What is Galvanizing?
Galvanizing is one of the most important processes in manufacturing good quality fencing. It is the most important tool against corrosion. Following are some details on different kinds of galvanizing used in the Fencing industry.
Hot Dip Galvanizing:
The best known way of coating is hot dip galvanizing according to BS EN ISO 1461. In the process, as the name suggests, the component to be galvanized is dipped in a bath of hot, liquid Zinc. Zinc melts at 419ºC, while Zinc in molten bath usually has a temperature between 440 and 460ºC. The parts to be galvanized are degreased, pickled and fluxed (coated with an adhesive liner), after which they are dipped in the molten Zinc bath. By dipping, the insides, welds and hard to reach corners are well covered. The minimum layer of thickness for the materials used outdoors according to BS EN ISO 1461, depending on the thickness of the steel, is 70 µm or over. This way of Zinc coating offers maximum protection from corrosion, but is very laborious. Because of the heat involved, welds can pull loose or the material can deform. In case of cavities (like in hollow sections), dipping must be done very carefully, as to not let the trapped air expand and make the object explode. Furthermore objects often need to be polished and buffed, because the layer of Zinc is thick and rough.
This way of galvanizing is often used in our industry of tubes or hollow sections. In the process the strip steel, straight from the coil is led through a preheating oven, pre-treatment baths and the molten Zinc baths at high speeds, before the sections or tubes are rolled from it. When exiting the Zinc bath the excess Zinc is skinned off with compressed air and blown back to the bath. In this way the thickness of the layer can be determined fairly accurately, usually it is between 15 and 20 µm. The last station in the process makes the surface much smoother than the hot dip galvanizing does, while the adhesion of the Zinc on the steel is just as good. The disadvantage on the other hand is, because the tubes and sections are rolled and therefore welded after the Zinc plating, the welds are not always well protected against corrosion. Although, by welding the Zinc on both sides of the welding line heats up, melts again and partially flows into the weld; this is not enough to completely protect the weld from corrosion. Some rolling mills thereforeoffer a follow-up treatment with a cold Zinc coating, but even this way of Zinc coating is effective only when used on materials that are powder coated after being galvanized. Because both follow up treatment with cold galvanizing coating and powder coating are only possible on the outside of the section, the weld on the inside of the section is protected from corrosion only minimally.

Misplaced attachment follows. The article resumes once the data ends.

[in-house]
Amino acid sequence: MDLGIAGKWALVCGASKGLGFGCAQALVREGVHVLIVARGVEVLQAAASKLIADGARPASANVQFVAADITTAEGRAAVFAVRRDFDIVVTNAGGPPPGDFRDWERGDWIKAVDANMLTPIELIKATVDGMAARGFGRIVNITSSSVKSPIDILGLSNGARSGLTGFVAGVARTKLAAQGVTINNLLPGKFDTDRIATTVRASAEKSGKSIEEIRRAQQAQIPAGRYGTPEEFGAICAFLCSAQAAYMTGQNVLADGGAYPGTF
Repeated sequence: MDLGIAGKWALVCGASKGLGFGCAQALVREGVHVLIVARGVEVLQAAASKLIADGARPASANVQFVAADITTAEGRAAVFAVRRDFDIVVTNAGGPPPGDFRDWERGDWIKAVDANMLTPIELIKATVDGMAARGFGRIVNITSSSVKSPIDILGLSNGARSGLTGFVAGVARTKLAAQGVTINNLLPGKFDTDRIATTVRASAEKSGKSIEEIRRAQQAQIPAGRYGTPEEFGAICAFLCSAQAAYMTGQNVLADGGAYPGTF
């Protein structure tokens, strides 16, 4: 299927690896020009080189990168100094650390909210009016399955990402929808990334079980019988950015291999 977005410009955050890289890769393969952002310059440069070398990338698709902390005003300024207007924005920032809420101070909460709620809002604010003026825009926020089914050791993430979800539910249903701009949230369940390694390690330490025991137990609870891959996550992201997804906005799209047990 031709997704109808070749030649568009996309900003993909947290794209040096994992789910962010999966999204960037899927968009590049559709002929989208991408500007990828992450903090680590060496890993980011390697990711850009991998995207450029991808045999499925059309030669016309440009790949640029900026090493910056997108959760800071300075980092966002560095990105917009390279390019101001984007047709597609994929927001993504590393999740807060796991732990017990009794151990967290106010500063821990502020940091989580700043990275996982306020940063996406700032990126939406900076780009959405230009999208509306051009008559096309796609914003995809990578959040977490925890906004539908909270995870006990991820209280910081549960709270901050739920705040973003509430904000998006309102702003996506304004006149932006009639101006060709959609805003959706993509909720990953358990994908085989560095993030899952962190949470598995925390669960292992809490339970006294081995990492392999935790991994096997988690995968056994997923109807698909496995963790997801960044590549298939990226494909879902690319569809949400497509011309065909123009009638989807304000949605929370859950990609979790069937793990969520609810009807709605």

Third way of Zinc coating is centrifugal galvanizing. This procedure is often used for small parts, which are difficult to hang up or have small holes that would fill up with Zinc in standard hot dip galvanizing. In centrifugal galvanizing the parts are deposited into a crate. This crate is then dipped in a bath of liquid Zinc. The temperature of this bath is usually 530ºC, so the Zinc is thinner. By swiftly rotating the crate as soon as it leaves the bath, the parts are centrifuged, therefore reducing the layer thickness. By adjusting the time of centrifuging the layer thickness can be adjusted very precisely.
Electroplating or electrolytic galvanizing is the system that consists of fumigation of metal ions on another metal. It's the exact same technique that is used for chromium-plating or nickel-plating objects. The technique works as follows – Zinc chloride is dissolved in a bath of water. It disintegrates in Zn2 cations and Cl anions. The object to be Zinc plated, is hooked up to the negative pole of a current source, thereby becoming the cathode. Another metal object is hooked up to the positive pole, becoming the anotde. As soon as both objects are immersed into the Zinc chloride bath, an electric current will flow from positive to negative. The Zinc ions now absorb electrons and fumigate on the cathode (the object to be galvanized) as Zinc. Only the chlorine solution remains in the bath. The big advantage of electroplating is that you need minimum quantity of Zinc (eventually a layer is only 7 or 8 µm) to create a very smooth surface that perfectly seals in the steel, thus protecting it from corrosion. Because the layer is so thin, it is sensitive to damaging.